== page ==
Mark SilkBy Mark Silk

There are a few things that we can see with reasonable clarity about the future of religion in America.

For starters, Roman Catholicism will continue to shift its center of gravity from the Northeast to the Southwest. According to the 2008 Trinity American Religious Identification Survey, California has, in the past decade, become more Catholic than New England. The heyday of the Irish Catholic is over. The heyday of the Mexican Catholic is here.

As far as non-Catholic Christianity is concerned, what University of Chicago religious historian Martin Marty called the "two-party system" of American Protestantism is coming to an end. No longer do Mainliners and Evangelicals vie on more or less equal terms. The Evangelicals have won. Mainliners will not disappear, of course. But they are rapidly shrinking toward one-tenth of the population, and though they still retain disproportionate influence in society, there is very little left of the once hegemonic Protestant Establishment.

Meanwhile, Evangelicals have made their presence powerfully felt -- in politics, in the military, in popular culture. Their growth, however, is not in the traditional places: the Southern Baptist Convention and the Assemblies of God and the other old-time denominations. It's in the non-denominational sector, the land of the megachurch, where you identify yourself as just "Christian," where a generalized, pentecostalized worship style is the order of the day, and where feeling matters more than doctrine. For doctrinaire Evangelicals, this will turn out to be something of a Pyrrhic victory.

Perhaps the most striking development on the recent religious scene has been the doubling of the proportion of Americans who say they have no religion -- to 15 or 16 percent of the population -- over the past two decades. We're not talking here of people who just don't go to church or some other house of worship, or who happen not to affiliate with one. These are the folks who, when you ask them, "What is your religion, if any?" say, "None." Call them Nones. Today they outnumber all the Methodists, Episcopalians, Presbyterians, and other Mainliners put together.


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The rise of the Nones has something to do with a decrease in religious belief. Self-described atheists and agnostics are on the rise, and they are more assertive than they've ever been. But by far the largest proportion of Nones claims to believe in God, and many engage in spiritual practices. What they don't do is identify with a religion. Why not? 

What seems to be happening is a shift in the way Americans think of religious identification itself. Where once we considered religious identity as something given to us in childhood and retained unless and until we change it, now we are more inclined to see it as a description of what we do and believe in the present. Formerly, a non-churchgoing adult who was sent by his parents to a Presbyterian Sunday School would be likely to identify as a Presbyterian. Now he's more likely to answer, "None."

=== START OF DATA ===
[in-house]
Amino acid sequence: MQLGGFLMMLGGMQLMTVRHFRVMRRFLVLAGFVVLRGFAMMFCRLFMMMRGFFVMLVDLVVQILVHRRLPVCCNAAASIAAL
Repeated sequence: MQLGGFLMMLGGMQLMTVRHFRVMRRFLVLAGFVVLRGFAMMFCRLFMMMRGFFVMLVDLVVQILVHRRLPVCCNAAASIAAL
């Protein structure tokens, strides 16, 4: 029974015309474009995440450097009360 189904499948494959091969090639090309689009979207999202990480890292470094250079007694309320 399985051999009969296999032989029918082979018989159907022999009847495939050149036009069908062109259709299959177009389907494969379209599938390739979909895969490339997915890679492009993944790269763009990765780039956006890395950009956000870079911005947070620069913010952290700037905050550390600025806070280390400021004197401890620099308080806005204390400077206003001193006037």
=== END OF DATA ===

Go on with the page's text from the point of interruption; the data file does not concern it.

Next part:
As time goes on, this shift will be easier on those religious traditions that emphasize personal choice as a marker of religious identity. That's good news for the Evangelicals, who have always stressed the importance of making a conscious decision for Jesus. But where all Evangelicals are, by definition, Christians by choice, only converts to Judaism are called Jews by choice. In America, Judaism is, par excellence, the religion of ascribed identity. Since 1990, the number of Americans answering "Jewish" to the question of religious identity has dropped by nearly half a million, to under 2.7 million, while the proportion of Jews in the population has declined by a third, to 1.2 percent. Today, Judaism is the canary in the mine.

The future of religion in America is religion by choice.

 

Mark Silk is the Director of the Leonard Greenberg Center for the Study of Religion in Public Life and Professor of Religion in Public Life at Trinity College. He is the founding editor of Religion in the News, a magazine published by the Center that examines how the news media handle religious subject matter. In June 2005, he was also named director of the Trinity College Program on Public Values, comprising both the Greenberg Center and a new Institute for the Study of Secularism in Society and Culture. He is the author of numerous books and articles, including One Nation, Divisible: How Regional Religious Differences Shape American Politics, Unsecular Media: Making News of Religion in America, and Spiritual Politics: Religion and America Since World War II. Visit his blog on religion and American political culture: Spiritual Politics.